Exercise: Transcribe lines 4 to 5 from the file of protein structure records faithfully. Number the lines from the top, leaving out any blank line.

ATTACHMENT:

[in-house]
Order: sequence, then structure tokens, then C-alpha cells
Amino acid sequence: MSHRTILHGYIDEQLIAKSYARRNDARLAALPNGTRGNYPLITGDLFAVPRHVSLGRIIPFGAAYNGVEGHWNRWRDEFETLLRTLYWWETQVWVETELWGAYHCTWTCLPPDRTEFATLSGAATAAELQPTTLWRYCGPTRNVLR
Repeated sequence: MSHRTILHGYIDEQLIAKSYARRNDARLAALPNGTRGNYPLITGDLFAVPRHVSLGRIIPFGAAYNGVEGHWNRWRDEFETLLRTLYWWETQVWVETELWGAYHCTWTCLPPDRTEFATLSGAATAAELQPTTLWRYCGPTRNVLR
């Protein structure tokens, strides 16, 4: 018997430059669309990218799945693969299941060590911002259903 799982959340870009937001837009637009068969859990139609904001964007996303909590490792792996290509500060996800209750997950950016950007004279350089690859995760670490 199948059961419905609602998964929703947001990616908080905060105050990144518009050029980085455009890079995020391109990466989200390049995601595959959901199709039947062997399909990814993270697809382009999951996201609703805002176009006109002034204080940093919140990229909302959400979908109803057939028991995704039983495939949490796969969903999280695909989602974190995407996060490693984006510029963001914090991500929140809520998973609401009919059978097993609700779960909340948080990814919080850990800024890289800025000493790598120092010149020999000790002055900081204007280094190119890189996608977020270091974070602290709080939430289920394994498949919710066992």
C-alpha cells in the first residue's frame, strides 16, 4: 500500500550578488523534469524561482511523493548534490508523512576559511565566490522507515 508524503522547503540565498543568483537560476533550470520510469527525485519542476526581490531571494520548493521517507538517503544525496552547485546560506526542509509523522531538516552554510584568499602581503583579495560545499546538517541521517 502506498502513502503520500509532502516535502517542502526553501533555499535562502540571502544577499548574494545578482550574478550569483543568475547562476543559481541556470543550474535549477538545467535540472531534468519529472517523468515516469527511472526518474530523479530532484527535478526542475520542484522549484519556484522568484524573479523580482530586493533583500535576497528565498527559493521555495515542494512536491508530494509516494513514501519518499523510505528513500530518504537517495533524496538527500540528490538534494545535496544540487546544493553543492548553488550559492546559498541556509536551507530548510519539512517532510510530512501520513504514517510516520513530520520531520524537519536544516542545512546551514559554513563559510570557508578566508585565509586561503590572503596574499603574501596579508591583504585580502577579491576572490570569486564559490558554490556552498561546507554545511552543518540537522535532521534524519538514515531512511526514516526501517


Repeated sequence: MSHRTILHGYIDEQLIAKSYARRNDARLAALPNGTRGNYPLITGDLFAVPRHVSLGRIIPFGAAYNGVEGHWNRWRDEFETLLRTLYWWETQVWVETELWGAYHCTWTCLPPDRTEFATLSGAATAAELQPTTLWRYCGPTRNVLR
């Protein structure tokens, strides 16, 4: 018997430059669309990218799945693969299941060590911002259903 799982959340870009937001837009637009068969859990139609904001964007996303909590490792792996290509500060996800209750997950950016950007004279350089690859995760670490 199948059961419905609602998964929703947001990616908080905060105050990144518009050029980085455009890079995020391109990466989200390049995601595959959901199709039947062997399909990814993270697809382009999951996201609703805002176009006109002034204080940093919140990229909302959400979908109803057939028991995704039983495939949490796969969903999280695909989602974190995407996060490693984006510029963001914090991500929140809520998973609401009919059978097993609700779960909340948080990814919080850990800024890289800025000493790598120092010149020999000790002055900081204007280094190119890189996608977020270091974070602290709080939430289920394994498949919710066992």